Defendant's second point is that his counsel's ineffectiveness with respect to, among other things, the manner in which he "elicited the devastating testimony that the defendants were members of a criminal gang," is so well-established in the trial record that we should decide the question of ineffective assistance of counsel on this direct appeal from the conviction. In support of this contention, defendant also raises counsel's failure to request a Wade*fn2

hearing regarding the show-up. Counsel asserts that this omission is of particular importance and consequence because the victims were unable to identify any of the defendants during the trial, and therefore the jury made its decision solely based on the out-of-court identifications.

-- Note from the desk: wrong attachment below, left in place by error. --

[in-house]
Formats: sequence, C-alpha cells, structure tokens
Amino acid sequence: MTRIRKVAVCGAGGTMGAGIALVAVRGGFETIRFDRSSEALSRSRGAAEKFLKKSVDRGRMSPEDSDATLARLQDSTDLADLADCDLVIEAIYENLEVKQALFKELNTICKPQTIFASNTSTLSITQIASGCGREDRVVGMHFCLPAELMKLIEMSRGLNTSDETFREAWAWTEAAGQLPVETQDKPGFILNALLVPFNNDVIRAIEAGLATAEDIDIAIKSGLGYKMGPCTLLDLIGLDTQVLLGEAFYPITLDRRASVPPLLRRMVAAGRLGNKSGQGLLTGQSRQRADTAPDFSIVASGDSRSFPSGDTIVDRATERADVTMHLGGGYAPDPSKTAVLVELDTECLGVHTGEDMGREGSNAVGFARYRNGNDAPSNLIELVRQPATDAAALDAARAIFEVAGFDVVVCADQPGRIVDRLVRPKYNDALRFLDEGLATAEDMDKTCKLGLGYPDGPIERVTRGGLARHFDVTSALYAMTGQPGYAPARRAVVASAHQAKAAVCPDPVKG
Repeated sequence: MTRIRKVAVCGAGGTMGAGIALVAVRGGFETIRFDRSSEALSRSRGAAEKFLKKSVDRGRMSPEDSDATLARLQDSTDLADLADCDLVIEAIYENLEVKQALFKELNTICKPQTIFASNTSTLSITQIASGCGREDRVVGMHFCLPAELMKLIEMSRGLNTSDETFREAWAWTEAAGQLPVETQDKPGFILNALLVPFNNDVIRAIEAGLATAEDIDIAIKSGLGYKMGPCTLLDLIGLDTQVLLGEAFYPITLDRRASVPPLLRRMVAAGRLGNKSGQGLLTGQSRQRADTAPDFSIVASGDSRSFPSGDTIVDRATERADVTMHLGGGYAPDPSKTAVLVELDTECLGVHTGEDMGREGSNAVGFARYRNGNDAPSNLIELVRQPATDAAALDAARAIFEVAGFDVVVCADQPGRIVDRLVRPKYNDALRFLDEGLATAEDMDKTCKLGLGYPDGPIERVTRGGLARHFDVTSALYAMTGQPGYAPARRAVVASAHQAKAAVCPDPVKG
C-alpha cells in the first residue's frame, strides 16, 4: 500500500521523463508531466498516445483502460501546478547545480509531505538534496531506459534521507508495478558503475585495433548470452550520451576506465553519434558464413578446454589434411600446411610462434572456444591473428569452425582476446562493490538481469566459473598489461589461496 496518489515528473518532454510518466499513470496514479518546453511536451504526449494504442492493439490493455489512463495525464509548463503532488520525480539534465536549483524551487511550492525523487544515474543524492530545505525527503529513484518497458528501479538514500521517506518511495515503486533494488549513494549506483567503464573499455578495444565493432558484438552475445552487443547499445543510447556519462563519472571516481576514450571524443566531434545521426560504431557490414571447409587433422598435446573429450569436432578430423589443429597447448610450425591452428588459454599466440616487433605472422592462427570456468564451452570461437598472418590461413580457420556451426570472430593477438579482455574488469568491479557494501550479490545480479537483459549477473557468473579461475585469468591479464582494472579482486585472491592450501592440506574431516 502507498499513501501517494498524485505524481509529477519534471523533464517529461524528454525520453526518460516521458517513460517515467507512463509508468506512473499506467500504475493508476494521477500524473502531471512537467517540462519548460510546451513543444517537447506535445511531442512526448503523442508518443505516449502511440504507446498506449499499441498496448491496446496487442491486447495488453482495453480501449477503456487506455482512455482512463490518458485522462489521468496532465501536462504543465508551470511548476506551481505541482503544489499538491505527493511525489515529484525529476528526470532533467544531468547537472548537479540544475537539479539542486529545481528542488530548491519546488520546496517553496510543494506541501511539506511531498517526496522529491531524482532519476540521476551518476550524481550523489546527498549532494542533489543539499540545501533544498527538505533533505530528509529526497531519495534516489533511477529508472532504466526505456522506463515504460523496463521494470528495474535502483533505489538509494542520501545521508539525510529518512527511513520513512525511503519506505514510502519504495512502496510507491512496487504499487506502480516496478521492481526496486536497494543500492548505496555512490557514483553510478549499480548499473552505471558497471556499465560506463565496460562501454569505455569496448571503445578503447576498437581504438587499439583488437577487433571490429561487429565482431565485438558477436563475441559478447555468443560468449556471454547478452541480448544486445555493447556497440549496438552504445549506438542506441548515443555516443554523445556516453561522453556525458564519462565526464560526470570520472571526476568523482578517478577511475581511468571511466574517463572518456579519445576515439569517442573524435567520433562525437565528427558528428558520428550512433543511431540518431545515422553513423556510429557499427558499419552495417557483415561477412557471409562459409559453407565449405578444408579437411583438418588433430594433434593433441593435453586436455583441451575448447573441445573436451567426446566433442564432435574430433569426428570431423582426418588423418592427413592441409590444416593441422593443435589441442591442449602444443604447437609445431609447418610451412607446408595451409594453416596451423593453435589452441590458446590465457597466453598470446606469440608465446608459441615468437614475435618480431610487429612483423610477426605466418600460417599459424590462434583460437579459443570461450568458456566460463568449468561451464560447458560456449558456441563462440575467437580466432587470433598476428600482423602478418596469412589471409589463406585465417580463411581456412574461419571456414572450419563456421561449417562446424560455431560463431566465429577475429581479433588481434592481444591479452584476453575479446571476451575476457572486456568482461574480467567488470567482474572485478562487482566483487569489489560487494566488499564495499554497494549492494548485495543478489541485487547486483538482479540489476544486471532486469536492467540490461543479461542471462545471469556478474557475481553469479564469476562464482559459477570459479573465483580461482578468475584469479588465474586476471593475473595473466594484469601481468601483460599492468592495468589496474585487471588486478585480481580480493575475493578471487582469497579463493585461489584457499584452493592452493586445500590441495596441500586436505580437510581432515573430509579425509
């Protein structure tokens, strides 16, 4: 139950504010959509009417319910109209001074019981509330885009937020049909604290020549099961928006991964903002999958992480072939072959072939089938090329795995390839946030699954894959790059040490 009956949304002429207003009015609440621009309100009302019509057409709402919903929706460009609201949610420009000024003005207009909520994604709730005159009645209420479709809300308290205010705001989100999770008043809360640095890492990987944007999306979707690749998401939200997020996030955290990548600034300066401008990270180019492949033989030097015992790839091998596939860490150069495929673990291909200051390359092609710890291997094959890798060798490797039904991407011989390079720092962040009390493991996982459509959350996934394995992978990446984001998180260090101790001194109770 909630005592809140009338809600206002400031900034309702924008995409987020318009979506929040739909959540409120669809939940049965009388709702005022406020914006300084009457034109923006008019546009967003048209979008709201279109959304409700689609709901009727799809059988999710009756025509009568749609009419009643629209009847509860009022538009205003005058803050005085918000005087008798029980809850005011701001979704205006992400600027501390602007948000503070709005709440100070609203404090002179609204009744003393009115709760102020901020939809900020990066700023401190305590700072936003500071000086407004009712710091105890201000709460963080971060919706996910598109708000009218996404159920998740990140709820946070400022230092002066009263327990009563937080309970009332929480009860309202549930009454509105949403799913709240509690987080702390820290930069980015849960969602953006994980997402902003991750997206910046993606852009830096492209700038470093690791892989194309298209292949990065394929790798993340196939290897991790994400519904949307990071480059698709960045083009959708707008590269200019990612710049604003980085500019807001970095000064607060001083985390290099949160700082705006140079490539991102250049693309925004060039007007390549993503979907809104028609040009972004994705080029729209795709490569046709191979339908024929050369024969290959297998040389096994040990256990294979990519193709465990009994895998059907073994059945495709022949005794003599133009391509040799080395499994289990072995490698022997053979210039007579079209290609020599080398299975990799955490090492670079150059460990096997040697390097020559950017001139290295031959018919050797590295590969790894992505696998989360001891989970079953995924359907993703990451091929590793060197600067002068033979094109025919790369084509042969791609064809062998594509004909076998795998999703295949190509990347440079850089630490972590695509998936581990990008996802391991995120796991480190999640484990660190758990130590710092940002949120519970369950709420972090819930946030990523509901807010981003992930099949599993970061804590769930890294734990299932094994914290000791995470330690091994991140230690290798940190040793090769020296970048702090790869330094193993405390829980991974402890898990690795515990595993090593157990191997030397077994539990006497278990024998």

"Our courts have expressed a general policy against entertaining ineffective-assistance-of-counsel claims on direct appeal because such claims involve allegations and evidence that lie outside the trial record." State v. Preciose, 129 N.J. 451, 460 (1992). Although no doubt defendant will rely on material found in the record when making his ineffective assistance of counsel claim, there may be other proofs outside the record. Thus, defendant's ineffective assistance claim is better suited for a post-conviction relief (PCR) hearing than a direct appeal. Ibid. See also State v. Morton, 155 N.J. 383, 432-33 (1998); State v. Sparano, 249 N.J. Super. 411, 419 (App. Div. 1991). We defer these claims to defendant's PCR application, and will not comment upon them further.